Kind of makes you want to cry, doesn’t it?

But here’s the good part: in certain income-driven repayment plans, the federal government will pay all or part of that interest for you.

In the REPAYE program, they’ll pay all the excess interest for the first three consecutive years you’re enrolled and then 50% after that. So if your monthly payment is $100 based on their income calculator, but you have $300 of interest continuing to accrue, they’ll pay that whole $300 for the first three years. After that, they’ll pay $150. And $150 will continue to accrue each month.

In the PAYE and IBR programs, the federal government will pay the interest above your monthly payment on subsidized loans for the first three consecutive years. They won’t pay on unsubsidized loans at all and not on subsidized loans beginning in year four.

Use shopping rewards for student loan payments

If you’re a member of any cash back rewards program, you can use that cash back to make payments on your student loans.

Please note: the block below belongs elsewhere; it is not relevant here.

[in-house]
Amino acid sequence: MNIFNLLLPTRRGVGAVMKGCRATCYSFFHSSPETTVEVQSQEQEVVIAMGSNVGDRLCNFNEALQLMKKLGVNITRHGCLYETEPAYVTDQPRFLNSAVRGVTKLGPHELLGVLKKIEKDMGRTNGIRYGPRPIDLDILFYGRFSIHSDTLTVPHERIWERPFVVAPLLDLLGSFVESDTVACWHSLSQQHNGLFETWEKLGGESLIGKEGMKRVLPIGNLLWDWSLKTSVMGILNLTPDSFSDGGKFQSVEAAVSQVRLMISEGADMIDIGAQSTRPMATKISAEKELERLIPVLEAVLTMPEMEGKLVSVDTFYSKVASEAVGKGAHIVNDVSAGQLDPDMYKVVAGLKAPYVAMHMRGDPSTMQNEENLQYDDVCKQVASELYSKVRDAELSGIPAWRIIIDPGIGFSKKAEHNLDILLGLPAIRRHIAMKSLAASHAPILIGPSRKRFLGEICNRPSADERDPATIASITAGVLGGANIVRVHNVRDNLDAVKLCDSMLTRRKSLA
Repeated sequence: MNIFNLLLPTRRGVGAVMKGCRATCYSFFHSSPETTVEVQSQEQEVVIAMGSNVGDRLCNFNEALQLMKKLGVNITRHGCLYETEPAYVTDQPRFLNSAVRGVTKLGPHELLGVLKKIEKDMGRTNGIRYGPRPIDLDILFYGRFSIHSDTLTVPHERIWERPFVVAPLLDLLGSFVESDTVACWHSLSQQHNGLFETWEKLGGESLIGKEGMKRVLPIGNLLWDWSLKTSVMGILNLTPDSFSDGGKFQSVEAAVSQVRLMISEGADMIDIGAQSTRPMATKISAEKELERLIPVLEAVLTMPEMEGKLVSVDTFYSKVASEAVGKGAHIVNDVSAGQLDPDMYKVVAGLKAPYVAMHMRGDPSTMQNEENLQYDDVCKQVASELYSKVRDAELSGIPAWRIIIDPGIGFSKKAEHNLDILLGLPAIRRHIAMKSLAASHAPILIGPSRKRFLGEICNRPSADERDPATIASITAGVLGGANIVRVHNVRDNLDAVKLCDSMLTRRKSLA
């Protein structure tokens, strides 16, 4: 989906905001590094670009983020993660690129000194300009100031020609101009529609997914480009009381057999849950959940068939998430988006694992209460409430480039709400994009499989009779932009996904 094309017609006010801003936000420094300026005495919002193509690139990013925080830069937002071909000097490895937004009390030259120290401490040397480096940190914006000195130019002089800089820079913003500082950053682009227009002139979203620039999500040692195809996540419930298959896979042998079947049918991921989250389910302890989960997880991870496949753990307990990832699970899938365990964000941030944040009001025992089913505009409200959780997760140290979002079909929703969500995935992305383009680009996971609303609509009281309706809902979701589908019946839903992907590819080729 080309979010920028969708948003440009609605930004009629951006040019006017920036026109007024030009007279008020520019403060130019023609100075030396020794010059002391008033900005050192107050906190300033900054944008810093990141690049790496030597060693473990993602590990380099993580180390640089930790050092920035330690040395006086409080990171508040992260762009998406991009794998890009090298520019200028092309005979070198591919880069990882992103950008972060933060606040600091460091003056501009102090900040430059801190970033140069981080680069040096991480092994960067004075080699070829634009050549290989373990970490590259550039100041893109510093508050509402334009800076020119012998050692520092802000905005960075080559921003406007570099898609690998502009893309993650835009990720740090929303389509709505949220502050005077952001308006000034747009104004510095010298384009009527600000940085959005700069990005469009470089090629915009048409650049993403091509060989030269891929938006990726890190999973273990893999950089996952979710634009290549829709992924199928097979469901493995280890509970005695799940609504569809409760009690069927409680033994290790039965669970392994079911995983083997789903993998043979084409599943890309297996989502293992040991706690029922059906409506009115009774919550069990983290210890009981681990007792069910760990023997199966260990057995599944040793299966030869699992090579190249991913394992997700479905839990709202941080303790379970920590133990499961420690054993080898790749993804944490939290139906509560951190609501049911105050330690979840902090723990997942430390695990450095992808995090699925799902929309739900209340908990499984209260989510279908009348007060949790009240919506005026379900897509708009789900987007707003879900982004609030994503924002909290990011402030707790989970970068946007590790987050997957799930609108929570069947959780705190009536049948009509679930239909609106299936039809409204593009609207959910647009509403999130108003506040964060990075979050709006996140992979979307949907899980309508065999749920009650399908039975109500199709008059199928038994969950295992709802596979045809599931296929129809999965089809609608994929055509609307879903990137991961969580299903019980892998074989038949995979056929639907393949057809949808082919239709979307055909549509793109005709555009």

Or better yet, you could sign up for a shopping rewards program that sends the money directly to your loan servicer.

We’ve built that program here at Dolr, and we’re almost ready to share it with a wider audience. With Shop and Pay, you’ll get cash back directly to your student loans just for shopping at your favorite store.  

Request early access to Shop and Pay.

Make payments while you’re still in school

Many students don’t realize that interest is accruing on their unsubsidized student loans while they’re still in school.

It can feel like a punch in the face when you graduate and realize you owe more than what you took out in the first place. Ouch.

You can avoid that pain by making interest-only payments while you’re in school.

Take advantage of student loan forgiveness